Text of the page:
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Supreme Court: Government ‘acted in good faith’ over suspension, says Cox

Media caption‘This Parliament is a disgrace’

The government acted in “good faith” when it suspended Parliament, according to its chief legal adviser.

Attorney General Geoffrey Cox told MPs he was “disappointed” at the landmark ruling by the Supreme Court that the suspension was unlawful, but respected the judgement.

He then launched a blistering attack on MPs for being “too cowardly” to hold an election, calling them a “disgrace”.

MPs returned to work on Wednesday morning as a result of the ruling.

The SNP’s Joanna Cherry urged Mr Cox to publish the legal advice he gave the government ahead of the suspension.

Ms Cherry – who was one of the lawyers who led the court challenge against the suspension or “prorogation” – said Mr Cox was being “offered up as a fall guy for the government’s plans”.

Releasing his advice “would help him avoid being a scapegoat for a plan dreamed up by the prime minister and his advisers”, she told the Commons.

The attorney general said the government believed its approach had been “both lawful and constitutional”, but he would “consider over the coming days whether the public interest may require a greater disclosure” of his advice.

Boris Johnson, who has flown back from a UN summit in New York to address MPs, has said he “profoundly disagrees” with the decision of the Supreme Court, but he would respect it.

He is due to give a statement to the Commons later, along with one from the Leader of the House, Jacob Rees-Mogg.

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Labour leader Jeremy Corbyn has called for Mr Johnson to resign, and said the court’s decision had left the PM “badly wanting”.

The prime minister could be removed via a vote of no confidence – potentially triggering a general election – but Mr Corbyn said he would not seek one until it was “very clear” Mr Johnson would seek an extension to Brexit to prevent no deal and the EU had agreed to it.

The ruling

The Supreme Court ruled it was impossible to conclude there had been any reason – “let alone a good reason” – to advise the Queen to prorogue Parliament for five weeks in the run-up to the Brexit deadline of 31 October.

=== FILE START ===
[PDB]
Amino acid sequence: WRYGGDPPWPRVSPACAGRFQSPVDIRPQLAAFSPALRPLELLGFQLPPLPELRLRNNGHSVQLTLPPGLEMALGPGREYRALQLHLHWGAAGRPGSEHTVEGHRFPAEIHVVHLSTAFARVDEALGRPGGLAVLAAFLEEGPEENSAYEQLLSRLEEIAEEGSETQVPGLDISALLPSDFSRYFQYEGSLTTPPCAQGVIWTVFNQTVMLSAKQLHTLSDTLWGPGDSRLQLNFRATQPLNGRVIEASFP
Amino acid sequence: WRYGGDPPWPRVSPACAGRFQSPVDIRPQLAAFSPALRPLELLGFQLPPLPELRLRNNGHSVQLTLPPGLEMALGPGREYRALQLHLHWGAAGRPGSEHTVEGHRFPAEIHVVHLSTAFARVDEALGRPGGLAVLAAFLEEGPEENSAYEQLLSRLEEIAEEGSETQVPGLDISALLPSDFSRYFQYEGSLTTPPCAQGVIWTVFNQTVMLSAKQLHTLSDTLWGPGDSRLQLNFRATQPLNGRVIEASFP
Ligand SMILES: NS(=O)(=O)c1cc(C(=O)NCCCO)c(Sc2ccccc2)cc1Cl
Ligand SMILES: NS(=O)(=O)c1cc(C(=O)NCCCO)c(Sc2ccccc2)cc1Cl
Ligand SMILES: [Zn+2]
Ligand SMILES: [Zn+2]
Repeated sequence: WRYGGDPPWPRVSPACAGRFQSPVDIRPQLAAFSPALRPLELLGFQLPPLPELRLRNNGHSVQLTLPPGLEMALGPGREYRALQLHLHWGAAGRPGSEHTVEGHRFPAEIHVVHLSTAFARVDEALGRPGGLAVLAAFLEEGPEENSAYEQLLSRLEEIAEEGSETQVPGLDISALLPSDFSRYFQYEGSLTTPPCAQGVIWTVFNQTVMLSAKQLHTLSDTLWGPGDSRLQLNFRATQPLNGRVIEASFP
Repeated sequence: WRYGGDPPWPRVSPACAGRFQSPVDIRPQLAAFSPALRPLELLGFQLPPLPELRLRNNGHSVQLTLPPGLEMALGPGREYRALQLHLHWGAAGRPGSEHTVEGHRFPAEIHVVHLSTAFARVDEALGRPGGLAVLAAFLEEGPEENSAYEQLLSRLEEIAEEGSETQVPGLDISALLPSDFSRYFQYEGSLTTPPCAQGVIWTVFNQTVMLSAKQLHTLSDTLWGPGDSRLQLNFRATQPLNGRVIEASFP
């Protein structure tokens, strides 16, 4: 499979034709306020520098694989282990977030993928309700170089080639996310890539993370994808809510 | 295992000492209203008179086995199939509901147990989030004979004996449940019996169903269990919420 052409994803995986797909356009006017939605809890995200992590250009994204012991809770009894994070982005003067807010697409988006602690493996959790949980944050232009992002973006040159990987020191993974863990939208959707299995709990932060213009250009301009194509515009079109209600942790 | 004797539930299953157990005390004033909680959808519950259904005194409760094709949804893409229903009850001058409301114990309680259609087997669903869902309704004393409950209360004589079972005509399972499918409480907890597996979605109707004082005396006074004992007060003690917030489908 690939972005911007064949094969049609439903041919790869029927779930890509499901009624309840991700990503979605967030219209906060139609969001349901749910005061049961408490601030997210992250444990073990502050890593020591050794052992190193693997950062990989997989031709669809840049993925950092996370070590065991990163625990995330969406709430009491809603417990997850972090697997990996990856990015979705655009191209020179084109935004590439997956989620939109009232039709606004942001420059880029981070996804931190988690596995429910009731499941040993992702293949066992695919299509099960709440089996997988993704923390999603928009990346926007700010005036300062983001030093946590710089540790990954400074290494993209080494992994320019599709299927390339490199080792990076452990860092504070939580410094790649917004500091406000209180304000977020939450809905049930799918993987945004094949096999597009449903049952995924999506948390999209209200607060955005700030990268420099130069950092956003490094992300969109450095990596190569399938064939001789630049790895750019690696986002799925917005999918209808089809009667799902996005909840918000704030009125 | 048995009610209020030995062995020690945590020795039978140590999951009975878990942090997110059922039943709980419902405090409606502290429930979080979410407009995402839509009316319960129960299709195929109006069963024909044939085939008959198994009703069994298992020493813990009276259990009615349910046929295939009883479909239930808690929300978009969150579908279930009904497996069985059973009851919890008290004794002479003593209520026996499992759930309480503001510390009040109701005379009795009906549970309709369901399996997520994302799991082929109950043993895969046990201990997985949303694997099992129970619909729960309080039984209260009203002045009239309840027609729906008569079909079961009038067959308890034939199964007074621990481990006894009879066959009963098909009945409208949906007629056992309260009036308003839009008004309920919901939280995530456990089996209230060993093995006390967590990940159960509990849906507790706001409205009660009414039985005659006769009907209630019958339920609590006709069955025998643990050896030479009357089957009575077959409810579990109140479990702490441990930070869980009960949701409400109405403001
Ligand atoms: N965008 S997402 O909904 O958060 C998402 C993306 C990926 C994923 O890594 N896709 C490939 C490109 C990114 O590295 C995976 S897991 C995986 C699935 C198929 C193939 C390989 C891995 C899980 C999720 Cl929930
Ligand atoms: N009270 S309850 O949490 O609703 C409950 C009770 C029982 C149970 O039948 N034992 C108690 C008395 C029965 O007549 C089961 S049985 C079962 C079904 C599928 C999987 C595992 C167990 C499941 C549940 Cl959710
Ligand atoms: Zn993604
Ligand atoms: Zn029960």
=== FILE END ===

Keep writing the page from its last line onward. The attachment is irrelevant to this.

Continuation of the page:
Supreme Court president Lady Hale emphasised, though, that the case was “not about when and on what terms” the UK left the EU.

The PM insisted the suspension of Parliament had been necessary in order for him to bring forward a Queen’s Speech on 14 October outlining his government’s policies.

But the court found that the effect of such a move stopped MPs from scrutinising the government.

Mr Johnson has said Brexit will happen with or without a deal on 31 October.

But MPs passed a law before Parliament was suspended to force the PM to ask for an extension from the EU if a deal – or approval for no deal – is voted for by MPs by 19 October.

MPs called for Mr Cox to distance himself from reported comments by Mr Rees-Mogg, who is said to have referred to the court’s actions as a “constitutional coup”.

The attorney general said things were sometimes said “in the heat of the rhetorical and poetic licence”, but added: “We are proud we have a country capable of giving independent judgements of this kind.

“With the judgements we can be robustly critical, with the motives we cannot.”

But exchanges in the Commons became more heated when Mr Cox hit out at critics from the opposition benches for criticising the government, but not being willing to hold an election.

“This Parliament is a dead Parliament,” he said. “It should no longer sit. It has no moral right to sit on these green benches.

“This is a disgrace. They could vote no confidence [in the government] at any time but they are too cowardly.”

Election timing

MPs twice refused to back the prime minister’s call for an election earlier this month – he needs the support of two-thirds of the House to hold one under the Fixed Terms Parliament Act.

Opposition parties say they want to wait until after the PM has asked for a Brexit extension from the EU to ensure it does not “crash out” without a deal at the end of October.

But Mr Cox said the government would follow the law MPs pushed through before the suspension and accused them of trying to stop the UK leaving.

“[Parliament] should have the courage to face the electorate, but it won’t because so many of them are really all about preventing us leaving the European Union,” he said.

“But the time is coming when even these turkeys wont be able to prevent Christmas.”

Supreme Court: Government ‘acted in good faith’ over suspension, says Cox}

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